Adam Lang, until recently Prime Minister, is keen to write his memoirs as soon as possible. He employs for this task a hulking apparatchik who was part of his inner team at 10 Downing Street. He takes his wife Ruth, his secretarial staff and this ghost-writer to a luxurious house made available by a millionaire at Martha’s Vineyard in New England. He has an argument with the ghost-writer; the writer gets drunk, falls off a ferry and is washed up on the shore. After he has identified the body Adam Lang quickly recruits a replacement ghost-writer through his lawyer. This replacement, whose name we never hear, is the hero and narrator of the book.
As he arrives to take up his job at Martha’s Vineyard a report begins to circulate that several years ago Lang had authorised the kidnapping by the CIA of four British citizens suspected of terrorism in Pakistan. They had later been tortured and detained at Guantanamo Bay. Egged on by a former foreign secretary whom Lang had sacked, the International Court of Justice (acting with wholly improbable haste) begins to investigate the story. Lang and his advisers decide to speed up the publication of the memoirs so that they will sell even better in the light of this publicity and enable him to set out his side of the story. The accusations and emotions multiply within the team at Martha’s Vineyard and elsewhere. The thriller gathers speed.
The look-alikes in this story are plain enough. Adam Lang is described as ‘having a genius to refresh and elevate the clichés of politics by the sheer force of his performance’. As neat a summary of Blair as you could find. Lang follows slavishly the policy of the American President to the extent that Americans ‘were embarrassed about how much support he gave and how little he got in return’. Exactly what I heard the other day from an American witness. His wife Ruth emerges as a more attractive though in the end more sinister character than the public perception of Cherie Blair. The vengeful former foreign secretary is a smoother and more vindictive version of Robin Cook. But Robert Harris has not written a political parable and he rams home no political message. His caricatures are an unusual form of ornament decorating an elegant and highly readable thriller. Blair deserves to have a really bitter novel written against him, but this is not it.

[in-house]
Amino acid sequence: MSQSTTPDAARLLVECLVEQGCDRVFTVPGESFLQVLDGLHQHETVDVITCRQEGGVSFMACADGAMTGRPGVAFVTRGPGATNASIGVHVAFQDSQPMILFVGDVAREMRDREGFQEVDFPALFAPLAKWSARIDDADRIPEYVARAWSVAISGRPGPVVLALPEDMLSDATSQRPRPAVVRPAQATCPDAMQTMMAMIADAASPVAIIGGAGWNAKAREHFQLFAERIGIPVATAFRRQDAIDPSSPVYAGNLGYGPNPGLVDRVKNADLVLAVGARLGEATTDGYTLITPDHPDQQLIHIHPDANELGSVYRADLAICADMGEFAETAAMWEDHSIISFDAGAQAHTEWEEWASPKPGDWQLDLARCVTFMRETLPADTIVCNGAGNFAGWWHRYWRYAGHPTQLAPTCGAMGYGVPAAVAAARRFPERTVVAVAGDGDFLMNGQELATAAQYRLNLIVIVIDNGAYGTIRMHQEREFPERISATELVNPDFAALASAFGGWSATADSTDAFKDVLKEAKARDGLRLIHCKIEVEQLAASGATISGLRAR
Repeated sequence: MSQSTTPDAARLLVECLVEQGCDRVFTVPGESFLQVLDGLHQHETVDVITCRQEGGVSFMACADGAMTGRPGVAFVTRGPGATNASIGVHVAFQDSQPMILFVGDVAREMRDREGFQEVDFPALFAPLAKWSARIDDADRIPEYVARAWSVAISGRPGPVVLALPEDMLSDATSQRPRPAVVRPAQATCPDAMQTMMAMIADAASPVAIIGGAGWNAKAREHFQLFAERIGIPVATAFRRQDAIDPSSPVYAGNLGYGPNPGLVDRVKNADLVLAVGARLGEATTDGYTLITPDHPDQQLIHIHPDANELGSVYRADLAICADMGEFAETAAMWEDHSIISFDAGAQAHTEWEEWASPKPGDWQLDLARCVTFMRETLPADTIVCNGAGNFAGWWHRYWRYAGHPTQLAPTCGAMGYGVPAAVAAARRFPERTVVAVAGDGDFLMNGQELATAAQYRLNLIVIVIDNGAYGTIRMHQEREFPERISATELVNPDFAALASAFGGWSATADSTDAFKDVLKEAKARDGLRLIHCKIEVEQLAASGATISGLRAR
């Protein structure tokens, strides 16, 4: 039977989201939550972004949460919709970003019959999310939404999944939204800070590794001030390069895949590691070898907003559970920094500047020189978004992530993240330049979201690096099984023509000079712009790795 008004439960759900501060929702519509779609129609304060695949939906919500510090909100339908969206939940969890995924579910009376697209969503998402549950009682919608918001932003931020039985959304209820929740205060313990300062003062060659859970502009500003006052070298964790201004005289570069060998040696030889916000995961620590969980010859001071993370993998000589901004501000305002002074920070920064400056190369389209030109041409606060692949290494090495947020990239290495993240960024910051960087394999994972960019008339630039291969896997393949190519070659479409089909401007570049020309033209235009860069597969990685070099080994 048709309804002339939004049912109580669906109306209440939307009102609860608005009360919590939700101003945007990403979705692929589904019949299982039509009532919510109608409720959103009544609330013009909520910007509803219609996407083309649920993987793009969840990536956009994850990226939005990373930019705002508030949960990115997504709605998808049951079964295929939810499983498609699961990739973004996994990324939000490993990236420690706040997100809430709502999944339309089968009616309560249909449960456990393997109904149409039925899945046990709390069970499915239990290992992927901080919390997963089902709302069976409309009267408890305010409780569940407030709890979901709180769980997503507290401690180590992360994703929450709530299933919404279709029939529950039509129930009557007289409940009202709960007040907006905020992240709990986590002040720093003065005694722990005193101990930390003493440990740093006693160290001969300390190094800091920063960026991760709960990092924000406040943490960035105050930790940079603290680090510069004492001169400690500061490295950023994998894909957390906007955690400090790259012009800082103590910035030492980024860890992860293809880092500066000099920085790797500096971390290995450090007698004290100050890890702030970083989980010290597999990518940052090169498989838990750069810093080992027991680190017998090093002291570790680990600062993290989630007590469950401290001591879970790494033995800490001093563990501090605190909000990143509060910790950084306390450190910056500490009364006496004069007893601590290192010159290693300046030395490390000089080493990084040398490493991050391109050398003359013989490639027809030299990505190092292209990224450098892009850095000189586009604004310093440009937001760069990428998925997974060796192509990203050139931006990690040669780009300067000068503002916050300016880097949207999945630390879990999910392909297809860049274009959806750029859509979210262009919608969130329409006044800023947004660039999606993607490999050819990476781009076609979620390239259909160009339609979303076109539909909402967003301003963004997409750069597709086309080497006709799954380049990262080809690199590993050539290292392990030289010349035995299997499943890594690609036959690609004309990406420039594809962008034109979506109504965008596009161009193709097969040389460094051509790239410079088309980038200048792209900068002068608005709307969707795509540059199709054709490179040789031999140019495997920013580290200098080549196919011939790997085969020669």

There is more wit here than in some of Harris’ previous novels. I particularly liked the extracts from the dull and useless first version of the memoirs which the unlucky apparatchik left behind, a cool parody which ends with the noble sentence, ‘Ruth and I look forward to the future whatever it may hold.’ Harris has a gift of conjuring up in detail a landscape to fit the mood of his plot. He did this with the Russian landscape in Archangel, and he does it again with Martha’s Vineyard. The comfortless grey and white scenery is contrasted with the colourful holiday scenes for which that coast is more famous. It provides the right setting for Lang’s own wintry discontent contrasted with the sunny pleasures of office.
But alongside the thriller Robert Harris is fascinated by the psychological background to ghost-writing. This puzzles me too. I have written books in tandem, first with one friend and then another, and am now starting with a third. I have found this an enjoyable discipline, though a stern test of friendship. But that is a straightforward process quite different from handing over your life to a stranger. You hope, I suppose, that they will unlock your own past and personality in a way which will attract a wider audience than you could manage yourself. I find this hard to imagine. People write their memoirs for money, or to justify themselves against attacks which they think unfair, or just to prolong the pleasure (dear to all politicians) of listening to their own voice. For others the writing of memoirs is a genuine self-examination, an attempt to work out and deliver as authentic an account as possible of what they were and what they did. I can see the attraction of a ghost-writer to the celebrity in need of a quick buck, but for any other purpose he must be an awkward intruder.
Douglas Hurd was Foreign Secretary from 1989 to 1995. His biography of Sir Robert Peel was published in June.
This article first appeared in the print edition of The Spectator magazine, dated October 13, 2007